f. if Faculty created instructional material is intended to be sold to third party providers of on-line or other courses during or after Faculty’s time of employment at Michigan Tech. This section f is not intended to prohibit use by the creator of such Scholarly Works in the normal course of the creator’s current or future employment as an educator
B. Students: Students hold the copyright in works they author, unless they have authored works as Employees or transferred their copyright in writing to the University or other entity.
C. Independent Contractors: It is the general practice of the University to have Independent Contractors transfer to the University, in writing, the copyright in works they create for, or on behalf of the University.
D. Collaborative and Joint Works: When people collaborate to author a copyrighted work, it often results in a “joint work” in which all the rights holders jointly hold nonexclusive rights to use the work. Employees and students who collaborate with each other or with non-University third-parties (e.g., volunteers, visitors, and collaborators) are encouraged to describe or determine, in writing, the disposition of copyright prior to authoring the work.
E. University-Held Works:
Ordinarily, the University units most closely associated with the creation of
specific University-held works may
authorize uses of those works (e.g., they may authorize a third-party to copy,
adapt, or distribute a University-held
work). The disposition of the following University-held works, however, shall be managed by the responsible unit of
the Office of the Vice President for Research: software intended to be revenue-generating; software funded under a
sponsored activity agreement; and any Deliverables
funded under a sponsored activity agreement.
Registration: University-held works
that are registered with the U.S. Copyright Office or that include a copyright
notice should identify the “Michigan Technological University” as the copyright
Contract: The University is free to contract with Employees, students, or others to license uses of or to transfer or
acquire the copyright in works.
F. Policy Interpretation and Dispute Resolution: This policy and its implementation may require interpretation and review. University constituents should make every attempt to resolve disputes informally with the assistance of one or more of the following: the Office of the Ombudsman, Office of the Provost and Vice President of Academic Affairs, Vice President for Research, Chief Information Officer, Director of the Office of Innovation and Industry Engagement, or other official. If informal procedures and consultation do not provide resolution of a dispute or policy issue, University constituents may file a request for formal dispute resolution or policy interpretation with the Office of the Provost.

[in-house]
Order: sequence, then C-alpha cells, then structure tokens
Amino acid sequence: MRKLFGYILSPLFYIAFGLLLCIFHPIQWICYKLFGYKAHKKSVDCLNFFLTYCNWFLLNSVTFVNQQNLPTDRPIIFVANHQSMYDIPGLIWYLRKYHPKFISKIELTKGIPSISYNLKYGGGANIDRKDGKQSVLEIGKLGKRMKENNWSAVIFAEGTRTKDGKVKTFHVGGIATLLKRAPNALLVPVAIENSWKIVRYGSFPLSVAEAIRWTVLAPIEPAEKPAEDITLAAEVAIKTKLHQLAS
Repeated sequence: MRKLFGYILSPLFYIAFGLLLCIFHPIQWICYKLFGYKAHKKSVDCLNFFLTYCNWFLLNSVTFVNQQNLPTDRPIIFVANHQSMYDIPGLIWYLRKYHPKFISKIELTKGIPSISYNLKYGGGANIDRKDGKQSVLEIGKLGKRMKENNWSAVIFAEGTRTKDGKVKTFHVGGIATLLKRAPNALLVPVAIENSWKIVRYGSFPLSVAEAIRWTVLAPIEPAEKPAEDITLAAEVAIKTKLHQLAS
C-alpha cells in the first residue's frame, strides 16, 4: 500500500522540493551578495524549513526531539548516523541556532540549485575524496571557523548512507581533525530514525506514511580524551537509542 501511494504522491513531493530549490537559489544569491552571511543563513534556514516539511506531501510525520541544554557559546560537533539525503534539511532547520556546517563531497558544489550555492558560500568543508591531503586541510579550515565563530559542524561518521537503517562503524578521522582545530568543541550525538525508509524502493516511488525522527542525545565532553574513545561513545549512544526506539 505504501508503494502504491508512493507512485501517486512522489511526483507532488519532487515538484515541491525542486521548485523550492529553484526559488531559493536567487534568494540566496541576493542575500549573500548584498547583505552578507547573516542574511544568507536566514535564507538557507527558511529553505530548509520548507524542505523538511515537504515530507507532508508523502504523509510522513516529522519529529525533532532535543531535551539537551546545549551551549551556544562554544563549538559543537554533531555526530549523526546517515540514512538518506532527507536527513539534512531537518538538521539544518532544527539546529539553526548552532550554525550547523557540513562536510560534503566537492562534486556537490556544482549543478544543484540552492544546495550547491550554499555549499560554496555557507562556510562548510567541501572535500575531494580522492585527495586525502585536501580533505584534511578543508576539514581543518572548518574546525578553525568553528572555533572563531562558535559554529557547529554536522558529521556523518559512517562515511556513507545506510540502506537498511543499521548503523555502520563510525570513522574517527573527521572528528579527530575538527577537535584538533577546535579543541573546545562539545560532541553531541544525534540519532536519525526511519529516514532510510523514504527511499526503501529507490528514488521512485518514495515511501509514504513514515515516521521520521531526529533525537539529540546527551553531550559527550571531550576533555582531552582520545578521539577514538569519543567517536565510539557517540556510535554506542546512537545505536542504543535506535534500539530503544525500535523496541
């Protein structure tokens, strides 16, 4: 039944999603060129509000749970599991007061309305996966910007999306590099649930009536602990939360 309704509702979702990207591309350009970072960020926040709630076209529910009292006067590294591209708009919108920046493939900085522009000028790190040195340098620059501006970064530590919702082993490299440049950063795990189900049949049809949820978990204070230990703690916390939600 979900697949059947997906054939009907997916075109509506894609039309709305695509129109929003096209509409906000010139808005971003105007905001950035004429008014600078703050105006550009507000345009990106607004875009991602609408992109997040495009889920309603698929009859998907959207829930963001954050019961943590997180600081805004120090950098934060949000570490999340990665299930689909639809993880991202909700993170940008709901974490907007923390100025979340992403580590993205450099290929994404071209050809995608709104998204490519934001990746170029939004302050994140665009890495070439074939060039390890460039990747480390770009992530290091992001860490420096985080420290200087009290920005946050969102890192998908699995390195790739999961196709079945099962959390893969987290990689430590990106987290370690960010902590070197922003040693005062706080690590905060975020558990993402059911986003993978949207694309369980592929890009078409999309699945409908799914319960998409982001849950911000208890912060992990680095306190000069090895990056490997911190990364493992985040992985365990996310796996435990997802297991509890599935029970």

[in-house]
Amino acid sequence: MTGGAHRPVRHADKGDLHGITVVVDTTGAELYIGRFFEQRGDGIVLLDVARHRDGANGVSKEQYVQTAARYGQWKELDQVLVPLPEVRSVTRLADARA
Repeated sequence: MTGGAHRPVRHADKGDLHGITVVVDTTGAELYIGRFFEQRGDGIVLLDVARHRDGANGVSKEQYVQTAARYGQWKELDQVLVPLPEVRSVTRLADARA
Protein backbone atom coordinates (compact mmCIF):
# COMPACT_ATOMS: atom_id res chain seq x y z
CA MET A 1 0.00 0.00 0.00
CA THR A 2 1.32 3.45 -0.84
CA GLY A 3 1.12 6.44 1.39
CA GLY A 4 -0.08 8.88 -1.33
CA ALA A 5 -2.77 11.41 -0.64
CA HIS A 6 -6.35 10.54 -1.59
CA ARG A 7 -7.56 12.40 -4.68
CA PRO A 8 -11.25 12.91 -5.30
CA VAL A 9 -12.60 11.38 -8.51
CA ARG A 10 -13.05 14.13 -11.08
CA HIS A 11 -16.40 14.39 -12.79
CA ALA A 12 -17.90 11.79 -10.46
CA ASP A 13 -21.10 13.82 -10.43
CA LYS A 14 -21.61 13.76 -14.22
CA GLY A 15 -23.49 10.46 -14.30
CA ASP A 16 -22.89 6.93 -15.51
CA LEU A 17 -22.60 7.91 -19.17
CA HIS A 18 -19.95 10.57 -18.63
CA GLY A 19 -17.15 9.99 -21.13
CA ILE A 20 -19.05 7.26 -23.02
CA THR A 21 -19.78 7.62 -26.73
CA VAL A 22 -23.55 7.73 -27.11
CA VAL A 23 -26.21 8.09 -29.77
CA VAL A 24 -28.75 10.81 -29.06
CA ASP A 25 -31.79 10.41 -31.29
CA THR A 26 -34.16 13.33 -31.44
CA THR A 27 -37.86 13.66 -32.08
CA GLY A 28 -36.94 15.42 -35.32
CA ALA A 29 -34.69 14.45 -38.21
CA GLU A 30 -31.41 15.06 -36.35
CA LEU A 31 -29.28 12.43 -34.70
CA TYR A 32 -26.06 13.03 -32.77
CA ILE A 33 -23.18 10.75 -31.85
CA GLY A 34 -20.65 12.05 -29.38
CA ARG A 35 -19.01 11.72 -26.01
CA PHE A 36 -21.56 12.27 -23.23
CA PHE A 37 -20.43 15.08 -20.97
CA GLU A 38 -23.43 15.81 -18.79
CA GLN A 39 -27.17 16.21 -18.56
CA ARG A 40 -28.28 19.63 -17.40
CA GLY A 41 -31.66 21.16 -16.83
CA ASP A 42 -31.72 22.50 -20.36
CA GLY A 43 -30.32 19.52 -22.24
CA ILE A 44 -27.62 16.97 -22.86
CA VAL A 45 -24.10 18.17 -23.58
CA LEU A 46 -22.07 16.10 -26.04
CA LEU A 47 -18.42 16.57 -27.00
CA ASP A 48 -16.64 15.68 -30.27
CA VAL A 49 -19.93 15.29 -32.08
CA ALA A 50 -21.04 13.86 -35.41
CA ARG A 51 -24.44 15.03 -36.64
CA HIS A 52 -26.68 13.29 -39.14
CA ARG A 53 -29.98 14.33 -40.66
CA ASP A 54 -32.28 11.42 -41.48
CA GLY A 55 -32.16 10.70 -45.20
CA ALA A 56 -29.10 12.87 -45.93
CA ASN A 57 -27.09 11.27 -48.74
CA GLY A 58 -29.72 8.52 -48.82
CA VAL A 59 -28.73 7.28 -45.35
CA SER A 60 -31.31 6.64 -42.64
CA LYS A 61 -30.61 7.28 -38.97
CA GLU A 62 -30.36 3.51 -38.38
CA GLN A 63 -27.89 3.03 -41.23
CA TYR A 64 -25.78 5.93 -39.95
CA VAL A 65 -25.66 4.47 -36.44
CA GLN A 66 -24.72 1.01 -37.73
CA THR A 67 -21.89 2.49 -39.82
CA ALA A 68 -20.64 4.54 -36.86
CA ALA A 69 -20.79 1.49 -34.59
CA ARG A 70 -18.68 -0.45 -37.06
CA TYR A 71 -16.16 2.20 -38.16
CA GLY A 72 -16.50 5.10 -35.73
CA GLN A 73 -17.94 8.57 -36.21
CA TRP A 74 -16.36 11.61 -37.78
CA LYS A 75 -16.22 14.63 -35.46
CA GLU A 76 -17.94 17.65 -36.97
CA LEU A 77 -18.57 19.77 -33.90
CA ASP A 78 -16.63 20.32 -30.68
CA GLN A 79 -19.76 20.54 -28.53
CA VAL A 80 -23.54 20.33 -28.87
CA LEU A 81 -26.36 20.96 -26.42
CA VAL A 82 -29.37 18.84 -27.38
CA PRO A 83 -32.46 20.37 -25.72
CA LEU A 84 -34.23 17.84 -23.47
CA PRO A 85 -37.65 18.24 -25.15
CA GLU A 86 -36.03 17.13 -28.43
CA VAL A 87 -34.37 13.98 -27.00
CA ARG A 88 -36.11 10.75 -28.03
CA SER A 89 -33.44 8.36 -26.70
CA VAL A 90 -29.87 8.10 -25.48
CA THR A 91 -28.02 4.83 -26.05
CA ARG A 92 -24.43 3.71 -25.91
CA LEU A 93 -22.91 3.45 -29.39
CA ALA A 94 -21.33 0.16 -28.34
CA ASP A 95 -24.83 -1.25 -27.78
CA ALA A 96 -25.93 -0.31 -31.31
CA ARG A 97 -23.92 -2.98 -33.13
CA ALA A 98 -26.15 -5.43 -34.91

Deliverables means copyrighted works that must be authored and delivered in order to comply with the obligations of a sponsored activity agreement.
Employees means any people employed by Michigan Technological University in any capacity, whether they are Faculty, staff, administration, or students and whether they are employed full-time, part-time, or in a temporary capacity.
Faculty means full-time and part-time tenured, tenure-track, research, lecturer, clinical, and adjunct Faculty, as well as librarians, archivists, and curators.
Independent Contractors means non-Employees retained by the University to provide goods or services.
Scholarly, Works means Scholarly, Academic and Artistic works authored by Faculty within the scope of their employment as part of or in connection with their teaching, research, or scholarship. Common examples of Scholarly Works include: lecture notes, case examples, course materials, textbooks, works of nonfiction, novels, lyrics, musical compositions/arrangements and recordings, journal articles, scholarly papers, poems, architectural drawings, software (see exception 2.d), visual works of art, sculpture, and other artistic creations, among others, regardless of the medium in which those works are fixed or disseminated.
This policy does not grant Faculty the right to use the name of Michigan Tech or any images representing Michigan Tech in the use of any Scholarly Works which are outside of their duties as Faculty of Michigan Tech or are not conducted on behalf of Michigan Tech.
Introduced to Senate:
05 March 2014
Wordsmith changes in red approved by Senate: 26 March 2014
Friendly amendment highlighted in blue approved by Senate: 26 March 2014
Vote on proposal postponed for two weeks
Approved by Senate: 09 April 2014
Approved by Administration with proposed amendments (in purple): 21 June 2014
Approved by BOT (with modifications): 19 December 2014